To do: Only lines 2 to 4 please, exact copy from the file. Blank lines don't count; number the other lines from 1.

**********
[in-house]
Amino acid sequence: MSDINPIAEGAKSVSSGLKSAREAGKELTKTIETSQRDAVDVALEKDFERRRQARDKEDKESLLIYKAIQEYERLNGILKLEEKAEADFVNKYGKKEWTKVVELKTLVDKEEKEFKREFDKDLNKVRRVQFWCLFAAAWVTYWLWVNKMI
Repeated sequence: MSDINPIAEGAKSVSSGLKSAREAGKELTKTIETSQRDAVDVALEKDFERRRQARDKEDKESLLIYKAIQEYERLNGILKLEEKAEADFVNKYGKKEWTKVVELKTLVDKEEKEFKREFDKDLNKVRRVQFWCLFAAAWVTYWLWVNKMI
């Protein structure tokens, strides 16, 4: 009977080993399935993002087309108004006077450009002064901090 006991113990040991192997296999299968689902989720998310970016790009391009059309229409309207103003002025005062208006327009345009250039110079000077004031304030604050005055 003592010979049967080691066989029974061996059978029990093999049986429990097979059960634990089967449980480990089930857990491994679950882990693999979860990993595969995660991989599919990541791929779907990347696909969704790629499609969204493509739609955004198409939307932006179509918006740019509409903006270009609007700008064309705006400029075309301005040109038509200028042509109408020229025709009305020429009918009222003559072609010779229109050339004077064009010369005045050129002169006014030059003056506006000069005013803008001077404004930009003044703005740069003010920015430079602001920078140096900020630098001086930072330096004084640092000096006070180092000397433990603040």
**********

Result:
Amino acid sequence: MSDINPIAEGAKSVSSGLKSAREAGKELTKTIETSQRDAVDVALEKDFERRRQARDKEDKESLLIYKAIQEYERLNGILKLEEKAEADFVNKYGKKEWTKVVELKTLVDKEEKEFKREFDKDLNKVRRVQFWCLFAAAWVTYWLWVNKMI
Repeated sequence: MSDINPIAEGAKSVSSGLKSAREAGKELTKTIETSQRDAVDVALEKDFERRRQARDKEDKESLLIYKAIQEYERLNGILKLEEKAEADFVNKYGKKEWTKVVELKTLVDKEEKEFKREFDKDLNKVRRVQFWCLFAAAWVTYWLWVNKMI
């Protein structure tokens, strides 16, 4: 009977080993399935993002087309108004006077450009002064901090 006991113990040991192997296999299968689902989720998310970016790009391009059309229409309207103003002025005062208006327009345009250039110079000077004031304030604050005055 003592010979049967080691066989029974061996059978029990093999049986429990097979059960634990089967449980480990089930857990491994679950882990693999979860990993595969995660991989599919990541791929779907990347696909969704790629499609969204493509739609955004198409939307932006179509918006740019509409903006270009609007700008064309705006400029075309301005040109038509200028042509109408020229025709009305020429009918009222003559072609010779229109050339004077064009010369005045050129002169006014030059003056506006000069005013803008001077404004930009003044703005740069003010920015430079602001920078140096900020630098001086930072330096004084640092000096006070180092000397433990603040």